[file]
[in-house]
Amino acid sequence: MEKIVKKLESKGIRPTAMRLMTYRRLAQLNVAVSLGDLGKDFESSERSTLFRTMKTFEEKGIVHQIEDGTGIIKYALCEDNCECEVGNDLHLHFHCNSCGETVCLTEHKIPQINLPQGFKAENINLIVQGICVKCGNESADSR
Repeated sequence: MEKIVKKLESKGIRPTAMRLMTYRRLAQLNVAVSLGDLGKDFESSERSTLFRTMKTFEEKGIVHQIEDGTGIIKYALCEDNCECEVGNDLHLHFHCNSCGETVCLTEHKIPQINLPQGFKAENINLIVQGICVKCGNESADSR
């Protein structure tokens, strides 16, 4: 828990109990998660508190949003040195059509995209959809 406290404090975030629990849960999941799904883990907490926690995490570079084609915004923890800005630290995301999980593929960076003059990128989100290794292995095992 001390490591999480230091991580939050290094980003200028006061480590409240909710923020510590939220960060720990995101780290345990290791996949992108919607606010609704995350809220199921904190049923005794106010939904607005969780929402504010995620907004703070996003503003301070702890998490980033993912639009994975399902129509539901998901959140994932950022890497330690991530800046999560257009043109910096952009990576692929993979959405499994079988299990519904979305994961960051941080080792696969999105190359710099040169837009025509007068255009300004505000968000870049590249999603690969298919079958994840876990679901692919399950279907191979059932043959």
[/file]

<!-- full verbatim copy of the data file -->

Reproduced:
[in-house]
Amino acid sequence: MEKIVKKLESKGIRPTAMRLMTYRRLAQLNVAVSLGDLGKDFESSERSTLFRTMKTFEEKGIVHQIEDGTGIIKYALCEDNCECEVGNDLHLHFHCNSCGETVCLTEHKIPQINLPQGFKAENINLIVQGICVKCGNESADSR
Repeated sequence: MEKIVKKLESKGIRPTAMRLMTYRRLAQLNVAVSLGDLGKDFESSERSTLFRTMKTFEEKGIVHQIEDGTGIIKYALCEDNCECEVGNDLHLHFHCNSCGETVCLTEHKIPQINLPQGFKAENINLIVQGICVKCGNESADSR
């Protein structure tokens, strides 16, 4: 828990109990998660508190949003040195059509995209959809 406290404090975030629990849960999941799904883990907490926690995490570079084609915004923890800005630290995301999980593929960076003059990128989100290794292995095992 001390490591999480230091991580939050290094980003200028006061480590409240909710923020510590939220960060720990995101780290345990290791996949992108919607606010609704995350809220199921904190049923005794106010939904607005969780929402504010995620907004703070996003503003301070702890998490980033993912639009994975399902129509539901998901959140994932950022890497330690991530800046999560257009043109910096952009990576692929993979959405499994079988299990519904979305994961960051941080080792696969999105190359710099040169837009025509007068255009300004505000968000870049590249999603690969298919079958994840876990679901692919399950279907191979059932043959």